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Review: 'Broken Age: Act 1' deserves to be played at least twice

Broken Age Act 1 tells a hauntingly wonderful story.
Broken Age Act 1 tells a hauntingly wonderful story.
Double Fine Production

Broken Age: Act 1


When I think back about the point-and-click adventure game era of PC gaming, I don't remember the puzzles, the riddles, or what the fetch quests were about. What continues to resonate with me after nearly three decades are the characters, stories, and the hilarious moments that those adventure games delivered so poignantly.

Broken Age, developed by Tim Schafer's Double Fine Productions, manages to bring that classic point-and-click gameplay, and follows the fascinating and strange stories of two ambitious characters. The characters, Vella and Shay, are driven by their desires for breaking the status quo, and to find a future beyond their current constrained lives. There are more moments of oddity rather than funny ones, but the premise and story are truly memorable.

Powered by star-studded voice actors, every single character in Broken Age is voiced. While this adds a great deal of immersion into the game, there were times where I wish I could advance quickly past lines of dialogue instead of listening to the entire conversation. The game does allow entire conversations to be skipped, but instead of skipping the complete set of dialogue, allowing a quick reader to skip a few lines of dialogue would be more useful.

In terms of production values, Broken Age features beautiful graphics and artwork that look hand-painted. The simplistic visual style and animation keep in line with the whimsical theme of the story, and work perfectly with the point-and-click nature of the gameplay. It almost seems as though it would be a disservice to the game if the graphics were more "advanced." In fact, there is a hidden visual filter that when enabled, makes the graphics look like the game was created in the 80's, with pixelated 8-bit retro rendering. Broken Age was not intended to be a graphical showcase for the latest Unreal Engine, but the art style is gorgeous to look at.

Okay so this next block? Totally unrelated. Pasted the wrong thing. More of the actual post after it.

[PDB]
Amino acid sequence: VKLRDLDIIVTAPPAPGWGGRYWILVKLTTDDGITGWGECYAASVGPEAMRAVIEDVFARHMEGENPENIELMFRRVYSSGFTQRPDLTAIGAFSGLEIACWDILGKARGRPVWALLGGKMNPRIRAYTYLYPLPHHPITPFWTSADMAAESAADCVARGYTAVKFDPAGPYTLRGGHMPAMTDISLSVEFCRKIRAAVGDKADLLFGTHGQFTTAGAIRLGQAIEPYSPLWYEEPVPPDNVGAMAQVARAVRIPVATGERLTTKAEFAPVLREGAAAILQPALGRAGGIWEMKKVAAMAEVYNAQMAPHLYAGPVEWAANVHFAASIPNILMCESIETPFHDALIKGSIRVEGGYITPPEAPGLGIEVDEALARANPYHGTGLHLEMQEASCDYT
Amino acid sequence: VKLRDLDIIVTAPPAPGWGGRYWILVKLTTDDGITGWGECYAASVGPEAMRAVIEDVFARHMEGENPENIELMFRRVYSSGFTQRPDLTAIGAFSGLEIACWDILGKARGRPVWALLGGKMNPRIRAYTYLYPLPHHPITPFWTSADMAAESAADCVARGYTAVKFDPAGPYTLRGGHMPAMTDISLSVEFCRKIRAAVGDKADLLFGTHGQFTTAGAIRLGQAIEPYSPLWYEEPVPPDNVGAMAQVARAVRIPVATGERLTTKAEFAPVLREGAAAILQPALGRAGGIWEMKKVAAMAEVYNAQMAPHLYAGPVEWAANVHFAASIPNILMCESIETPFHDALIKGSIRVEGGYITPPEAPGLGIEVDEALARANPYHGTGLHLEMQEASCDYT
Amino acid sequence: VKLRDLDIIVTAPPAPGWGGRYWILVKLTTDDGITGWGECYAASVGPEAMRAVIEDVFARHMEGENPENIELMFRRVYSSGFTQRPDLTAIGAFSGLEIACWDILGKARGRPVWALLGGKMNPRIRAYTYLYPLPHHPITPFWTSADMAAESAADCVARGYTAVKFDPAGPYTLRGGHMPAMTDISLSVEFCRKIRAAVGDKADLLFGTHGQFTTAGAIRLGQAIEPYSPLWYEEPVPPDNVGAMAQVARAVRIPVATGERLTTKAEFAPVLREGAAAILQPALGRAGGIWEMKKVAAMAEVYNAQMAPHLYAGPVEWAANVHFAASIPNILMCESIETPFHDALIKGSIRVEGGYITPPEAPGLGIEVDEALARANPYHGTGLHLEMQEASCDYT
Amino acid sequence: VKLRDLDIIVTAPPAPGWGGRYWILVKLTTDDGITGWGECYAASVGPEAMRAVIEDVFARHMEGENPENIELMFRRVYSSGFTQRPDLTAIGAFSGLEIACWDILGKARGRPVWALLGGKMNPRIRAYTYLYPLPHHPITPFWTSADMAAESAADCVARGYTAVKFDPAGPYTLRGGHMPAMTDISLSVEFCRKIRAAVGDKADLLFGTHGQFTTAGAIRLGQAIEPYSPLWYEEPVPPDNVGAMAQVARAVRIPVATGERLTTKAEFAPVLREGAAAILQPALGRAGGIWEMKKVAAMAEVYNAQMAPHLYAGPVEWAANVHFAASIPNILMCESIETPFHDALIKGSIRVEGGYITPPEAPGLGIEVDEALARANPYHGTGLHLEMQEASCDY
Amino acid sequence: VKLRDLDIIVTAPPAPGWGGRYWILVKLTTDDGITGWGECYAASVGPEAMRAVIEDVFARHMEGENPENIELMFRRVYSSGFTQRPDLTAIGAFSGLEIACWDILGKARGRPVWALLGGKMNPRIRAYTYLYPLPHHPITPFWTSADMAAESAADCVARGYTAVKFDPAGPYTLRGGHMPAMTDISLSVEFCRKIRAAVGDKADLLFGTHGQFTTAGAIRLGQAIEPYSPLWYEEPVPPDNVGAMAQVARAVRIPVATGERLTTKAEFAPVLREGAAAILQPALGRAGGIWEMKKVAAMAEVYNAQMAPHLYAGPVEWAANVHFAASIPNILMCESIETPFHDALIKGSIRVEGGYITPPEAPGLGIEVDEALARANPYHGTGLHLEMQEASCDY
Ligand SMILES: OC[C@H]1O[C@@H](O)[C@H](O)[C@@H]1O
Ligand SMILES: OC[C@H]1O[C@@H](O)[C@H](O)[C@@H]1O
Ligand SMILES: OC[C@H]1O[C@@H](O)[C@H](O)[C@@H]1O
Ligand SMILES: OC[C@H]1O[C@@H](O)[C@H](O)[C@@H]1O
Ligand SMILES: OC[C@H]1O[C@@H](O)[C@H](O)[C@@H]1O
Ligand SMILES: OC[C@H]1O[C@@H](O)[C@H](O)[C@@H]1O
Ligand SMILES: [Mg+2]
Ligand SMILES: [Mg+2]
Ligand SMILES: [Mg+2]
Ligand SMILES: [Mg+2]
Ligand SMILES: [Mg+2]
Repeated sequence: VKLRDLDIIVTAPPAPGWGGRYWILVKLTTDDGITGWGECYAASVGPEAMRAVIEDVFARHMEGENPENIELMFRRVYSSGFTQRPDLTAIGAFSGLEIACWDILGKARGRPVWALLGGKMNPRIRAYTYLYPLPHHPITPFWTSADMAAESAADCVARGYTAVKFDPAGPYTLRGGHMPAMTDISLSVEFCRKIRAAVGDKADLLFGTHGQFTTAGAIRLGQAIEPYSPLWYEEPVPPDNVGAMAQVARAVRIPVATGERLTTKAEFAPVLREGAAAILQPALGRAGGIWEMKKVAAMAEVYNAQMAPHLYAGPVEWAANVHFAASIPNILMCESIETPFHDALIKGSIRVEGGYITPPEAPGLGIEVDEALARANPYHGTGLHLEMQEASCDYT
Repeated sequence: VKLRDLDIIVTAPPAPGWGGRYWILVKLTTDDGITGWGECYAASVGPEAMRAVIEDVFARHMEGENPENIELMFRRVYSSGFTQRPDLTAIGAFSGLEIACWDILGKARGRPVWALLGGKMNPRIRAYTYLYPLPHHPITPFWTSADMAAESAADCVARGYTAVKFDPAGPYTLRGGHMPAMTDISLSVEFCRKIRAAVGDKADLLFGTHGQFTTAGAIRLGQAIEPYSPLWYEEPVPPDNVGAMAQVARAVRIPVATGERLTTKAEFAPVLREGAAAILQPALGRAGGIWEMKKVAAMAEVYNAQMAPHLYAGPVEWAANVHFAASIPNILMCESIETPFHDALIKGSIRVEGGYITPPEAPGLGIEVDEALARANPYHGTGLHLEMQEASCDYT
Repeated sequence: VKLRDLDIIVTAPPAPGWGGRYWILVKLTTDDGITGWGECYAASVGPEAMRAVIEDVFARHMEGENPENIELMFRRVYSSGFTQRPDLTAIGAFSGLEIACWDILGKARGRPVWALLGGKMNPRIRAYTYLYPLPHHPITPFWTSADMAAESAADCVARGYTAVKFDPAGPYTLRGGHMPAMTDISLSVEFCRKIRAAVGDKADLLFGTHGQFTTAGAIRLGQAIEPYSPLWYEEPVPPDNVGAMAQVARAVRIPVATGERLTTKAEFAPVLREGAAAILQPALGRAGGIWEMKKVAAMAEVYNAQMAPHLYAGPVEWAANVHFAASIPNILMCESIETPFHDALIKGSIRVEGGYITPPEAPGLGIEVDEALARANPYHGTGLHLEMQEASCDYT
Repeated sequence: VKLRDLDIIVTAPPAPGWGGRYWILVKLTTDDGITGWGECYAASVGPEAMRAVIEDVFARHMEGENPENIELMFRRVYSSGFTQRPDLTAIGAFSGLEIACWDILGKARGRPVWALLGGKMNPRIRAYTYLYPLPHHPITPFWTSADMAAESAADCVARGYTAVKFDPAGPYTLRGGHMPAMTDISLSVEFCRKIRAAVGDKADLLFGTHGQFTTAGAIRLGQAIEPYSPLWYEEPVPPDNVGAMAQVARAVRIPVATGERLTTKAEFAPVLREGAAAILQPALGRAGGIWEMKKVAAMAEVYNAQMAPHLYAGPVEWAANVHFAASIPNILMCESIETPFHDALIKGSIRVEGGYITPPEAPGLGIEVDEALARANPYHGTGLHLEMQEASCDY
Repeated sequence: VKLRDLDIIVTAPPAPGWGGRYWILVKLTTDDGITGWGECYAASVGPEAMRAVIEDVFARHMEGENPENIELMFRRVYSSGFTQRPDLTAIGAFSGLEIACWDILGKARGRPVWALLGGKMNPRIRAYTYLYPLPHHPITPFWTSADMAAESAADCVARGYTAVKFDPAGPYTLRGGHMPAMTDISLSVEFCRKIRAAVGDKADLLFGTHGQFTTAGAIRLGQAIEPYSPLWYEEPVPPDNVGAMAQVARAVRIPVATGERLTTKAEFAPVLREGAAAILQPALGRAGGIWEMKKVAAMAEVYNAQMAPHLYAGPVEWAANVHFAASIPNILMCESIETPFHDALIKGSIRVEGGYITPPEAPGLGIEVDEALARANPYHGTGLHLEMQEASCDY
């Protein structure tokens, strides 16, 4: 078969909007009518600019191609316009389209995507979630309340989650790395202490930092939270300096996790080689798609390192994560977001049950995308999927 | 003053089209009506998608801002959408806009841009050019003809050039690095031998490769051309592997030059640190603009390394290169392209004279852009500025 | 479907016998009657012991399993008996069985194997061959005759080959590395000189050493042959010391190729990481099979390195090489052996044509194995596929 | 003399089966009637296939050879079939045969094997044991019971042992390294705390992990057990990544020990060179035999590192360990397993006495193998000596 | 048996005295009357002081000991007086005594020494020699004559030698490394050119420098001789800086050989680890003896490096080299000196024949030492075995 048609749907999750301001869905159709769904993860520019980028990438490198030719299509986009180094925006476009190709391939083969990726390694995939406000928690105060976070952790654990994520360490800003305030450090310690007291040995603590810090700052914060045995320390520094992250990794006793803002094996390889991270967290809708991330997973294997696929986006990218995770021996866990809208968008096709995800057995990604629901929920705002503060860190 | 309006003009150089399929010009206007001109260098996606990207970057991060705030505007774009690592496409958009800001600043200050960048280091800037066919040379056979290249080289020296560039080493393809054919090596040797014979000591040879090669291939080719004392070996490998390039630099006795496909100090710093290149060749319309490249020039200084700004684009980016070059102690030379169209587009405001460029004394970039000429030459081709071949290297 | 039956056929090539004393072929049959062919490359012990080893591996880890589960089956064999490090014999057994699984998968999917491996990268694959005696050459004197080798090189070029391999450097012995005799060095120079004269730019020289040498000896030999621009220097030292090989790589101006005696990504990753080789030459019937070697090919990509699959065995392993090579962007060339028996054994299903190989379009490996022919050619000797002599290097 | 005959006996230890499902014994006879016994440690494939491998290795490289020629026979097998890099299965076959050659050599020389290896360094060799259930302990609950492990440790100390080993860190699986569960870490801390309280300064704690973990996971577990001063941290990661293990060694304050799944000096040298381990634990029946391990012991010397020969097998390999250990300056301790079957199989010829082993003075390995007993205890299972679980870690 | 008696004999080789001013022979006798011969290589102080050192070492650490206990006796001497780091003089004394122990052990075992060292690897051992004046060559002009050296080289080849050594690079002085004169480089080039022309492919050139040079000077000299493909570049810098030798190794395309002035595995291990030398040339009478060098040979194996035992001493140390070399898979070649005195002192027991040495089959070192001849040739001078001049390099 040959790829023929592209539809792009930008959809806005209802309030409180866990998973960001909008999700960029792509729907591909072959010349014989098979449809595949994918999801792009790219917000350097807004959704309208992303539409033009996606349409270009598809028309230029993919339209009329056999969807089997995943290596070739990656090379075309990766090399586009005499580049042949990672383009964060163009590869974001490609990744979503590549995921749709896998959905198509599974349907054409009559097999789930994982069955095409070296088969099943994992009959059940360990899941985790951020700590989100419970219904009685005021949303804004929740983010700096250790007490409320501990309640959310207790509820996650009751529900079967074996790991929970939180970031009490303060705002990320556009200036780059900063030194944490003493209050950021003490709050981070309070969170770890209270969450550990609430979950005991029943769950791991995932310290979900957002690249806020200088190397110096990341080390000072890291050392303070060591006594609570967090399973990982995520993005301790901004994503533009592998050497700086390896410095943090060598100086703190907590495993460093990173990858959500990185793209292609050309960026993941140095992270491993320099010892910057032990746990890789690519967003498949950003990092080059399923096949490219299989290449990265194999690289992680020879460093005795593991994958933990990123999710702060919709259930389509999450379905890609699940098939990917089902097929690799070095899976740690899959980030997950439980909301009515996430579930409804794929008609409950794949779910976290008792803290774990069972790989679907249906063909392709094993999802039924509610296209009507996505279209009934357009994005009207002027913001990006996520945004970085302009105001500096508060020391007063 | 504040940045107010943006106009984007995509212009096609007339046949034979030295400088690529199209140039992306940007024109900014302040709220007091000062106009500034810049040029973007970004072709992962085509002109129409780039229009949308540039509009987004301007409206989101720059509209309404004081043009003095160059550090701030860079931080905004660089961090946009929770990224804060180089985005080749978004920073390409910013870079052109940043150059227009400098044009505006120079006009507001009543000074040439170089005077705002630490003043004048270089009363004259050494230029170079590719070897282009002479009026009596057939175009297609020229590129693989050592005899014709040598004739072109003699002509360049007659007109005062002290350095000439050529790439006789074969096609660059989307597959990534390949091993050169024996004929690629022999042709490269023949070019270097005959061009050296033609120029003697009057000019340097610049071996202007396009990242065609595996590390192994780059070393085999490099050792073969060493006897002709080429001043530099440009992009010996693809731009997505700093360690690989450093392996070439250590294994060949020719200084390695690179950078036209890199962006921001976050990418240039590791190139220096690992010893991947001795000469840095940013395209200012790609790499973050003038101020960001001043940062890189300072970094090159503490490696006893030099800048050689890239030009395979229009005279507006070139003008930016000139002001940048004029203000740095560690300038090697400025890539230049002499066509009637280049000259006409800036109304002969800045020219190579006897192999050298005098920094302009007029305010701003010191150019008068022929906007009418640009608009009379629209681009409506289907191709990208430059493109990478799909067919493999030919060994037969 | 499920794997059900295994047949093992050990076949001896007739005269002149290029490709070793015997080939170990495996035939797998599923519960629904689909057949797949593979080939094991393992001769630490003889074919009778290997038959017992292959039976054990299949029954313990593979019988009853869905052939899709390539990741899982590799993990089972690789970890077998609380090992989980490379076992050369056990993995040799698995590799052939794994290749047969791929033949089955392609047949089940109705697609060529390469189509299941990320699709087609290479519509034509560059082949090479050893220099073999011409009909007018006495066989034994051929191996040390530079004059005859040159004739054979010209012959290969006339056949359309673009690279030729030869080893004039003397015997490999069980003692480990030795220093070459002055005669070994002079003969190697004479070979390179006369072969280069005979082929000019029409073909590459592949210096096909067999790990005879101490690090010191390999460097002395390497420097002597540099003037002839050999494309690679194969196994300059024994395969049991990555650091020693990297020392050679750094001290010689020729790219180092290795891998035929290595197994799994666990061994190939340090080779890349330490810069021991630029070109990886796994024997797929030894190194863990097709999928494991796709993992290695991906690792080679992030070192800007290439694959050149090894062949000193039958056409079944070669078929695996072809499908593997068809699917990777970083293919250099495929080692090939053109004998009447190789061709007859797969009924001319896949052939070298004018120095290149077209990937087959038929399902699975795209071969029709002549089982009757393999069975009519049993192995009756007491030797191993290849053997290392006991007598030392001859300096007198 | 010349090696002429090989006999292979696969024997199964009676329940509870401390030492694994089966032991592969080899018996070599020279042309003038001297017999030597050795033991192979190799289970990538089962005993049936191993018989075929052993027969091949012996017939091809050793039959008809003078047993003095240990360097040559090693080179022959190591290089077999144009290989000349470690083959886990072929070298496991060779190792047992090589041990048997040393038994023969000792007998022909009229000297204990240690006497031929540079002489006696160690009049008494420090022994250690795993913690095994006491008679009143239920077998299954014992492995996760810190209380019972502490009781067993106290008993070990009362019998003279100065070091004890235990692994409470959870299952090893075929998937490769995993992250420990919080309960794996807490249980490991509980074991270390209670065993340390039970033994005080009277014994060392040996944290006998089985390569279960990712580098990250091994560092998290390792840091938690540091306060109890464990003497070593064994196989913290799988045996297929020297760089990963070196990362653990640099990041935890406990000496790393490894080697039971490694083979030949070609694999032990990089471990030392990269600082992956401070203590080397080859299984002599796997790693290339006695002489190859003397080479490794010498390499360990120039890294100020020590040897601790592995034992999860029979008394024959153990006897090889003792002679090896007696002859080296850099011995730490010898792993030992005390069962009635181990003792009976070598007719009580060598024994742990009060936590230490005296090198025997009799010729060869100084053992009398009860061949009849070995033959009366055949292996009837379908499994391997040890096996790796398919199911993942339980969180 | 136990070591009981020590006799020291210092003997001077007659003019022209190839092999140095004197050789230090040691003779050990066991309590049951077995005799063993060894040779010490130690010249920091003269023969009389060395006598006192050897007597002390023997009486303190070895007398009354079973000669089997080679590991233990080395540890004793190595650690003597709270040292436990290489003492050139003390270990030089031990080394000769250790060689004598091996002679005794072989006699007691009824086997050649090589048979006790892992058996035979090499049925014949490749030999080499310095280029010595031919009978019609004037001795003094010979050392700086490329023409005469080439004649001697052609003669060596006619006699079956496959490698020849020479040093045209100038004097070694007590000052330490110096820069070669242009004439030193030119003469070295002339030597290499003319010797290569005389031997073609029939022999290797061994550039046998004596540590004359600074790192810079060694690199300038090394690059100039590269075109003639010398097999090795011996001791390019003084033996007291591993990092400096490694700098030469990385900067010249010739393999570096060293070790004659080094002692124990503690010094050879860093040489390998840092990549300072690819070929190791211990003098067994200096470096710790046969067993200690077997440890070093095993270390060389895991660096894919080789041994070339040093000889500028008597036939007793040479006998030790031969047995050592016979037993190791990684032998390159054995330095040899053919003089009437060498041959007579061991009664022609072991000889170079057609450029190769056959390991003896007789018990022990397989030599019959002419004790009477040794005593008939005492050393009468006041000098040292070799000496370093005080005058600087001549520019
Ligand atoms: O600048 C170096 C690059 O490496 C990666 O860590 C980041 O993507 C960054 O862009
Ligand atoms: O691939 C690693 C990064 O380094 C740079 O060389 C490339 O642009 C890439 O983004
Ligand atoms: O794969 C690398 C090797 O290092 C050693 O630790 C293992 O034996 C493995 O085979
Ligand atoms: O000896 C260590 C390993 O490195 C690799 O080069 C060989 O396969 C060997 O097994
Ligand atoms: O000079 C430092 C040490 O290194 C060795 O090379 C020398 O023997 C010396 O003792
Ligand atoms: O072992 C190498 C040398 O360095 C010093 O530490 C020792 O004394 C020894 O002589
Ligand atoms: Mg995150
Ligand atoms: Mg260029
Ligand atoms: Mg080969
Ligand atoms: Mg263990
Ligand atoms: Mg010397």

There isn't anything revolutionary presented by the gameplay, as it preserves the old-school fetch quest mode of gaming, and there's a bit of trial-and-error when it comes to figuring out which item in your inventory will accomplish a particular task, but when you do succeed, there's a sense of weight and meaning to doing so.

But really, it's in the storytelling where this game truly shines. The story intentionally begins a bit stale, and there's a stagnation in the routine lives of our two lead characters. But as their stories unfold, the excitement ramps up, allowing the player to experience a breakout, just as the characters themselves do. It's remarkable how easily Double Fine managed to connect me with the characters. It certainly helps that the characters are likeable, but more than that, both Vella and Shay are easy to relate to.

Broken Age Act 1 concludes with a cliff-hanger, and Act 2 will be delivered sometime later this year. In a strange way though, I would be quite content without a second act. There's a haunting quality to the way this story played out, and it is one that just stays with you. Broken Age captures the essence of classic gaming, and provides an adventure worth experiencing at least twice.

Broken Age is available on Steam now.

This review is based on a review code provided by the developer.